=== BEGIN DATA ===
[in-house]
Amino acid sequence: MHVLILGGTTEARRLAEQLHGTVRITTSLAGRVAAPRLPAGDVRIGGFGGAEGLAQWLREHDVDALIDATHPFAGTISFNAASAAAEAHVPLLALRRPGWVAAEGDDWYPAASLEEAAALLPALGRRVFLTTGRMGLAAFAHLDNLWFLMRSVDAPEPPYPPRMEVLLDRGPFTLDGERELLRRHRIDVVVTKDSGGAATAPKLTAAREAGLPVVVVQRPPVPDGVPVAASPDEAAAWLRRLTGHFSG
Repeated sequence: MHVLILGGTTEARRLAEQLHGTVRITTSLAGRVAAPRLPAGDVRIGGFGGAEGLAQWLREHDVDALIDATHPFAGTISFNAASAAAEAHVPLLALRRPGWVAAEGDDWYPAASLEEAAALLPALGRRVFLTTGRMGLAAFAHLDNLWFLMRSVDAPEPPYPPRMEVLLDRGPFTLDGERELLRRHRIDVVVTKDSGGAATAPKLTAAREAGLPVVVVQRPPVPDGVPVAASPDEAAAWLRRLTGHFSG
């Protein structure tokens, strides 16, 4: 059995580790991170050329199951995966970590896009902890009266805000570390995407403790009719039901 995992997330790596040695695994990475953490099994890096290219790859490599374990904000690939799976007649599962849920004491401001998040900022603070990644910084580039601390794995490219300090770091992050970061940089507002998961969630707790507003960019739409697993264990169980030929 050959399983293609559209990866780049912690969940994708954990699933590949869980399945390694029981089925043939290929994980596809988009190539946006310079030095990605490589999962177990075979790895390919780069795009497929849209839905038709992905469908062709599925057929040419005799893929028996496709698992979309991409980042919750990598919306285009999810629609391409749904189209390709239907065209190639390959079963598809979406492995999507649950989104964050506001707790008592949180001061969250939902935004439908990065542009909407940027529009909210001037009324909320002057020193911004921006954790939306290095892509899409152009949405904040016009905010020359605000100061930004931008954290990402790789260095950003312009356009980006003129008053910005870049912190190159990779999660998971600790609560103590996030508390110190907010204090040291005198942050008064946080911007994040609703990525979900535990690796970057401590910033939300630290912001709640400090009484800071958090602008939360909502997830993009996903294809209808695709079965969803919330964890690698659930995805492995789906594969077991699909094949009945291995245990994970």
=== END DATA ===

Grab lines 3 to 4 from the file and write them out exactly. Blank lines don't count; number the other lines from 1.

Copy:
Repeated sequence: MHVLILGGTTEARRLAEQLHGTVRITTSLAGRVAAPRLPAGDVRIGGFGGAEGLAQWLREHDVDALIDATHPFAGTISFNAASAAAEAHVPLLALRRPGWVAAEGDDWYPAASLEEAAALLPALGRRVFLTTGRMGLAAFAHLDNLWFLMRSVDAPEPPYPPRMEVLLDRGPFTLDGERELLRRHRIDVVVTKDSGGAATAPKLTAAREAGLPVVVVQRPPVPDGVPVAASPDEAAAWLRRLTGHFSG
């Protein structure tokens, strides 16, 4: 059995580790991170050329199951995966970590896009902890009266805000570390995407403790009719039901 995992997330790596040695695994990475953490099994890096290219790859490599374990904000690939799976007649599962849920004491401001998040900022603070990644910084580039601390794995490219300090770091992050970061940089507002998961969630707790507003960019739409697993264990169980030929 050959399983293609559209990866780049912690969940994708954990699933590949869980399945390694029981089925043939290929994980596809988009190539946006310079030095990605490589999962177990075979790895390919780069795009497929849209839905038709992905469908062709599925057929040419005799893929028996496709698992979309991409980042919750990598919306285009999810629609391409749904189209390709239907065209190639390959079963598809979406492995999507649950989104964050506001707790008592949180001061969250939902935004439908990065542009909407940027529009909210001037009324909320002057020193911004921006954790939306290095892509899409152009949405904040016009905010020359605000100061930004931008954290990402790789260095950003312009356009980006003129008053910005870049912190190159990779999660998971600790609560103590996030508390110190907010204090040291005198942050008064946080911007994040609703990525979900535990690796970057401590910033939300630290912001709640400090009484800071958090602008939360909502997830993009996903294809209808695709079965969803919330964890690698659930995805492995789906594969077991699909094949009945291995245990994970």